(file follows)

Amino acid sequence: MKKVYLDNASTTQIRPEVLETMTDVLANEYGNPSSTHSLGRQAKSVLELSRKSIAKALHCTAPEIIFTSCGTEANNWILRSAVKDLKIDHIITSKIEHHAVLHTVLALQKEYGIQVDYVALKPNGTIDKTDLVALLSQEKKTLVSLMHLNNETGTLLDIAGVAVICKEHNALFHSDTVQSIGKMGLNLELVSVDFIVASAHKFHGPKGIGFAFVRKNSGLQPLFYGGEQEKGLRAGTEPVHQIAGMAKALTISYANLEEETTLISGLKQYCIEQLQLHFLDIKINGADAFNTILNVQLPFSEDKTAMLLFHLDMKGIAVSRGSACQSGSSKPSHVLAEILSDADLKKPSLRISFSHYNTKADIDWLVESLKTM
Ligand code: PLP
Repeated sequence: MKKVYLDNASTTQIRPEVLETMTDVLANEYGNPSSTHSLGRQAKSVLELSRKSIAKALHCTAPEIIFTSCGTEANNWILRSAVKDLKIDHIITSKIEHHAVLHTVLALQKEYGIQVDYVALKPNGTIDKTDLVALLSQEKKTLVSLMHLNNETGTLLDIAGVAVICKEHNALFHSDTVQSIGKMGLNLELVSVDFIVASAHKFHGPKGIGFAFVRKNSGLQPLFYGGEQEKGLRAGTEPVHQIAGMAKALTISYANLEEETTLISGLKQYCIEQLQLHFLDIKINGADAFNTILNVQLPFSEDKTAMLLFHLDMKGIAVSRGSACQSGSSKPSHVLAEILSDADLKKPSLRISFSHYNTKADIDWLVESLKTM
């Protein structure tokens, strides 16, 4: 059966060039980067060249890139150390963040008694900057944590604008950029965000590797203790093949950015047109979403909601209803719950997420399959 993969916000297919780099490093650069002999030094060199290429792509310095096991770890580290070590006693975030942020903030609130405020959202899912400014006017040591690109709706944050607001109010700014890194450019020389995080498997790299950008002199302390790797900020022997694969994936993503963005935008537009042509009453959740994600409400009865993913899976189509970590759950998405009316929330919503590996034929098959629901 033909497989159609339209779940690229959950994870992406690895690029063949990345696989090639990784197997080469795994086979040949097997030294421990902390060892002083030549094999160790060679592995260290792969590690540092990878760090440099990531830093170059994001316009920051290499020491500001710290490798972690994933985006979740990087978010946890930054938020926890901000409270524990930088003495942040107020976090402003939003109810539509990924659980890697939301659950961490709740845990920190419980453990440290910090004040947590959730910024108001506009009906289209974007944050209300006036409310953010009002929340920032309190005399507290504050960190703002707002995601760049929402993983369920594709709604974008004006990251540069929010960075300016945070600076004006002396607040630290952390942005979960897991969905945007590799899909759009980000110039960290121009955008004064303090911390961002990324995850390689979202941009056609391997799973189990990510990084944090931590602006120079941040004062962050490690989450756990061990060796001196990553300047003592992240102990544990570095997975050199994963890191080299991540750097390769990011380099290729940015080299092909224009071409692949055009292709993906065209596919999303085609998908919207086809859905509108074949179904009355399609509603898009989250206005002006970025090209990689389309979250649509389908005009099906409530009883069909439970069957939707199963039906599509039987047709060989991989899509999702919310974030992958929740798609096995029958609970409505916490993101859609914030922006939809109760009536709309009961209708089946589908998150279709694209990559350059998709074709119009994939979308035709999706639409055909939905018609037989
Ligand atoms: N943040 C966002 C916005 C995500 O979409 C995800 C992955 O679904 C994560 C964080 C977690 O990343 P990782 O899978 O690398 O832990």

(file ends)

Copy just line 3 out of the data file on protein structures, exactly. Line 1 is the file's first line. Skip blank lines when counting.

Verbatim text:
Repeated sequence: MKKVYLDNASTTQIRPEVLETMTDVLANEYGNPSSTHSLGRQAKSVLELSRKSIAKALHCTAPEIIFTSCGTEANNWILRSAVKDLKIDHIITSKIEHHAVLHTVLALQKEYGIQVDYVALKPNGTIDKTDLVALLSQEKKTLVSLMHLNNETGTLLDIAGVAVICKEHNALFHSDTVQSIGKMGLNLELVSVDFIVASAHKFHGPKGIGFAFVRKNSGLQPLFYGGEQEKGLRAGTEPVHQIAGMAKALTISYANLEEETTLISGLKQYCIEQLQLHFLDIKINGADAFNTILNVQLPFSEDKTAMLLFHLDMKGIAVSRGSACQSGSSKPSHVLAEILSDADLKKPSLRISFSHYNTKADIDWLVESLKTM